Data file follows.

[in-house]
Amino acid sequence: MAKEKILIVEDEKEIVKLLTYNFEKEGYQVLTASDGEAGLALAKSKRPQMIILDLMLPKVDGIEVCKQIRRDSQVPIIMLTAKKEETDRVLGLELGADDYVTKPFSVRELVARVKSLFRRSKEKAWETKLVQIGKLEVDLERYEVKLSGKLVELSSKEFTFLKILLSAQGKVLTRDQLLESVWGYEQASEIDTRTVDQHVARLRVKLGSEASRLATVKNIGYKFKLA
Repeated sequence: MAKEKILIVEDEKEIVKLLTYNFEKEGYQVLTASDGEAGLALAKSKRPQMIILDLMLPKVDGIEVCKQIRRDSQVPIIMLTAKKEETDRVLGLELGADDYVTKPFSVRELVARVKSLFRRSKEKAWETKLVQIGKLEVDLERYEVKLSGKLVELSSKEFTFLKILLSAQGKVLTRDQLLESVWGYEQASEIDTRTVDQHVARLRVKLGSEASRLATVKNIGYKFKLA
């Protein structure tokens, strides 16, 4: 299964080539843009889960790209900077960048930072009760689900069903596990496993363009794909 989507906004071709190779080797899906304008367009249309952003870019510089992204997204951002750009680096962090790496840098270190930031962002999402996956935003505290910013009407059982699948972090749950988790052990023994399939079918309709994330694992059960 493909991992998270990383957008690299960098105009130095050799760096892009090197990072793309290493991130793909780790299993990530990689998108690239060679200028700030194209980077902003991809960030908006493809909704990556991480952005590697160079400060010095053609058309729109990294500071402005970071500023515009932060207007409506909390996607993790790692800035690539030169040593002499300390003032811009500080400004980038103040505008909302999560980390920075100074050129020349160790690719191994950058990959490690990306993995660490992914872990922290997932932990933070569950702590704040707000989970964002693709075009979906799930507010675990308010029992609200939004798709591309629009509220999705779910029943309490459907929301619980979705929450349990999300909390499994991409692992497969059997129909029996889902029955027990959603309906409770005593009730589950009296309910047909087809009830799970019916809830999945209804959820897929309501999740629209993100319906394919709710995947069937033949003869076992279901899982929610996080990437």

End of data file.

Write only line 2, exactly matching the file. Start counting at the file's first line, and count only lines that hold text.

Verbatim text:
Amino acid sequence: MAKEKILIVEDEKEIVKLLTYNFEKEGYQVLTASDGEAGLALAKSKRPQMIILDLMLPKVDGIEVCKQIRRDSQVPIIMLTAKKEETDRVLGLELGADDYVTKPFSVRELVARVKSLFRRSKEKAWETKLVQIGKLEVDLERYEVKLSGKLVELSSKEFTFLKILLSAQGKVLTRDQLLESVWGYEQASEIDTRTVDQHVARLRVKLGSEASRLATVKNIGYKFKLA